In late April, the Texas Securities Board issued proposed regulations that would allow crowdfunding in intrastate transactions in Texas.  The word on the street is that the proposed regulations will become final in August 2014.  If they do, Texas will become the 8th  and the largest state to enact intrastate crowdfunding.

Under the proposed

The Adam Carolla Show was sued last year in the Eastern District of Texas by a company claiming that Carolla’s podcasts violate their patent.  Rather than bend over and settle out of court with the claimant, Adam Carolla has taken a stance against the so-called patent troll.

Earlier this year, Julie Samuels made an appearance

The WinTech blog previously covered a patent infringement lawsuit filed against the “Adam Carolla Show” from ACE Broadcasting Network, LLC.[1]  The plaintiff, Personal Audio, LLC, alleges that the “Adam Carolla Show” is infringing on their patent for a “[s]ystem for disseminating media content representing episodes in a serialized sequence.”[2]  The patent could also

        On October 23, 2013, the United States Securities and Exchange Commission (the “SEC”) is expected to vote on a SEC proposal that would ease investor verification requirements under the crowdfunding rule. The crowdfunding rule, authorized as part of the 2012 Jumpstart Our Business Startups Act, is intended to benefit small businesses and startups too small

Crowdfunding” is one of the most recent concepts in obtaining funding for private companies.  Prior to the enactment of the Jumpstart Our Business Startups Act (called the JOBS Act), private companies were not allowed to solicit investments from prospective investors unless they had a “substantial preexisting relationship” with the investor or registered the offering with the SEC. The JOBS Act allows companies to sell securities to a large number of investors, whether or not the company knows the investors prior to the sale. However, until the SEC issues guidance on how the crowdfunding offerings have to be conducted, crowdfunding will not be available as a means of financing your company except in limited contexts.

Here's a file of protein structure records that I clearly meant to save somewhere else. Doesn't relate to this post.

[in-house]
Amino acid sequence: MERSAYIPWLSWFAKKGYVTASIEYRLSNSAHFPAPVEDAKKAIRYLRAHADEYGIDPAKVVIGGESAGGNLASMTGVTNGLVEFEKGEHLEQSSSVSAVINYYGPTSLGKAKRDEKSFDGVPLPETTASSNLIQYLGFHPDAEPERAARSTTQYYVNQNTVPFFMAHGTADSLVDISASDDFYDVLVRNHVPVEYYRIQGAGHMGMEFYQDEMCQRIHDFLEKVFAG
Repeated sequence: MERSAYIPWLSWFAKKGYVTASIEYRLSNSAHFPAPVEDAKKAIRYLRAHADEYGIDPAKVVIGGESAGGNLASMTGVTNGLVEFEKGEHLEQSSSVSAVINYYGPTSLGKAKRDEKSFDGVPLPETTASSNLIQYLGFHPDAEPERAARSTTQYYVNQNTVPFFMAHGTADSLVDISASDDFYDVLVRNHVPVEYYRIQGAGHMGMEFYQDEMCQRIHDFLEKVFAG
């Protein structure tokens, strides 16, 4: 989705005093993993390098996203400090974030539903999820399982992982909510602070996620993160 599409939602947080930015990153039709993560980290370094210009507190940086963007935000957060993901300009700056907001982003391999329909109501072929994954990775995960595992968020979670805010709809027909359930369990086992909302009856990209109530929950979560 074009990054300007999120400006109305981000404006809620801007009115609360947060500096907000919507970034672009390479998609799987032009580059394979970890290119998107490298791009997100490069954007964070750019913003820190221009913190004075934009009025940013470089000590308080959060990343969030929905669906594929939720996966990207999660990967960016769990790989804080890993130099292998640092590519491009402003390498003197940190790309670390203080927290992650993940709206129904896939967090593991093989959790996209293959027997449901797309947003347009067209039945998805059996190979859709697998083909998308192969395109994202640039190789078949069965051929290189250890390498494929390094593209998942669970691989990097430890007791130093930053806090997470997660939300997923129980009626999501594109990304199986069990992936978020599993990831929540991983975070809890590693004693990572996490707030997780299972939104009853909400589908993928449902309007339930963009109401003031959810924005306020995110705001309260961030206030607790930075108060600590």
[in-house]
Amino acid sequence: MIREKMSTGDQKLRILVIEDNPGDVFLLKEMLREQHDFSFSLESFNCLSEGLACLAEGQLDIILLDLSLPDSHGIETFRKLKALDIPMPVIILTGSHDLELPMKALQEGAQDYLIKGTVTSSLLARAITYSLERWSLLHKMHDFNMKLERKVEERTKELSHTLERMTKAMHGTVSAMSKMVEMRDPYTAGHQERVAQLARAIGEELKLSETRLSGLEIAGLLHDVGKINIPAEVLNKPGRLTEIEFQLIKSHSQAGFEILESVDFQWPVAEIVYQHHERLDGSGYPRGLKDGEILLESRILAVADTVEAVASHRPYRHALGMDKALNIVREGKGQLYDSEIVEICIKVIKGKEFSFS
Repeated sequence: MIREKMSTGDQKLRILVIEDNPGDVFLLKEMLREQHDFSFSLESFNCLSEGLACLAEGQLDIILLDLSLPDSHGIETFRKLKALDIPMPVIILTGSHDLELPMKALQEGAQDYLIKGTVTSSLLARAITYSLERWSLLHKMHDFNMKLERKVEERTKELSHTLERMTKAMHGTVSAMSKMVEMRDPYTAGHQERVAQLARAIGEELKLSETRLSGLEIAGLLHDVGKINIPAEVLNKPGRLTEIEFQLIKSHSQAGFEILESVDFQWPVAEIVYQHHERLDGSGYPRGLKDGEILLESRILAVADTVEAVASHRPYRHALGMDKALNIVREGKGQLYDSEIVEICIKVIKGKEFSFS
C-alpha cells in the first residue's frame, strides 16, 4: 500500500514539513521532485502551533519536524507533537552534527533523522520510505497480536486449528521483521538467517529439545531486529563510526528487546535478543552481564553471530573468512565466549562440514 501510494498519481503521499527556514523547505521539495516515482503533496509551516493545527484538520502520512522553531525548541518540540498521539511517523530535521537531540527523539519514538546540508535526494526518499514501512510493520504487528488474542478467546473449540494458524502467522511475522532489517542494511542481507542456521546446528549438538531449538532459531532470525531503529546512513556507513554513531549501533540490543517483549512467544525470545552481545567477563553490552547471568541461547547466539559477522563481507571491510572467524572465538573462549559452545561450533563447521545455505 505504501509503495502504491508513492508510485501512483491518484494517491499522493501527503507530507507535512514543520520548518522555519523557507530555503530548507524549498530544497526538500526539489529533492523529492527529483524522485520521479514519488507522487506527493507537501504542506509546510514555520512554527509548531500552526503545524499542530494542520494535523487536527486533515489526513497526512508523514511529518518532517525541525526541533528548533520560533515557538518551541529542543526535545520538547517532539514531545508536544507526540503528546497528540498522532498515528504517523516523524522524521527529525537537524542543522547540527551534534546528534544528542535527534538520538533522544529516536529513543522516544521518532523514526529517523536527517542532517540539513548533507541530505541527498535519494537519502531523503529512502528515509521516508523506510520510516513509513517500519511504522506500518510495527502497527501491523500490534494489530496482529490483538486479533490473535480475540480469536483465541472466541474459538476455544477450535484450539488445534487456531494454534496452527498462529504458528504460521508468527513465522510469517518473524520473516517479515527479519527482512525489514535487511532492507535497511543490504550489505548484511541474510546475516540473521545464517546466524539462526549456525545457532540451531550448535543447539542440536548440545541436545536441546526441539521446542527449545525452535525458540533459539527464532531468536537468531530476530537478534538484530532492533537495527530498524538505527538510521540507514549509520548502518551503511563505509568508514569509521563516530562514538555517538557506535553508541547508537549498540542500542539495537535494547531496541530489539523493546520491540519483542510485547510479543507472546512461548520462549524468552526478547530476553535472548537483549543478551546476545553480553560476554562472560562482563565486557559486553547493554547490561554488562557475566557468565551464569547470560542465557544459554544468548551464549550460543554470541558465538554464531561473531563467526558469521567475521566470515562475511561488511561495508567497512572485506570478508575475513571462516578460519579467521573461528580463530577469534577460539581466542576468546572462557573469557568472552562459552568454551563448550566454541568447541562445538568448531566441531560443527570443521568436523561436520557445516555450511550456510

What is crowdfunding? Crowdfunding is intended to allow private companies to cast a very wide net when seeking investors. It has been conducted on a limited basis for some time but it has typically been structured in a manner that allows the company raising funds to fall outside of securities regulations. Kickstarter (www.kickstarter.com) is a website sometimes used to fund creative projects such as films and video games, usually as a donation, and one filmmaker recently raised $5.7 million on Kickstarter with contributors receiving benefits ranging from updates on the movie for a $1 contribution to a speaking role in the movie for a $10,000 contribution.  It may also facilitate pre-sales of products by offering customer rewards. Crowdfunding has also been used to provide micro-loans through companies like Kiva (www.kiva.com). Typically the loans are interest free and Kiva doesn’t take a commission. Since no profit is involved, Kiva takes the position that these loans are not “securities.” Something akin to crowdfunding is also being used with solicitations for investments given to people with whom there is already a “substantial pre-existing relationship” and who meet the “accredited investor” criteria.  However, as a general rule, crowdfunding has not been available as a source of capital for start-up companies.
Continue Reading Crowdfunding – Funding for Private Companies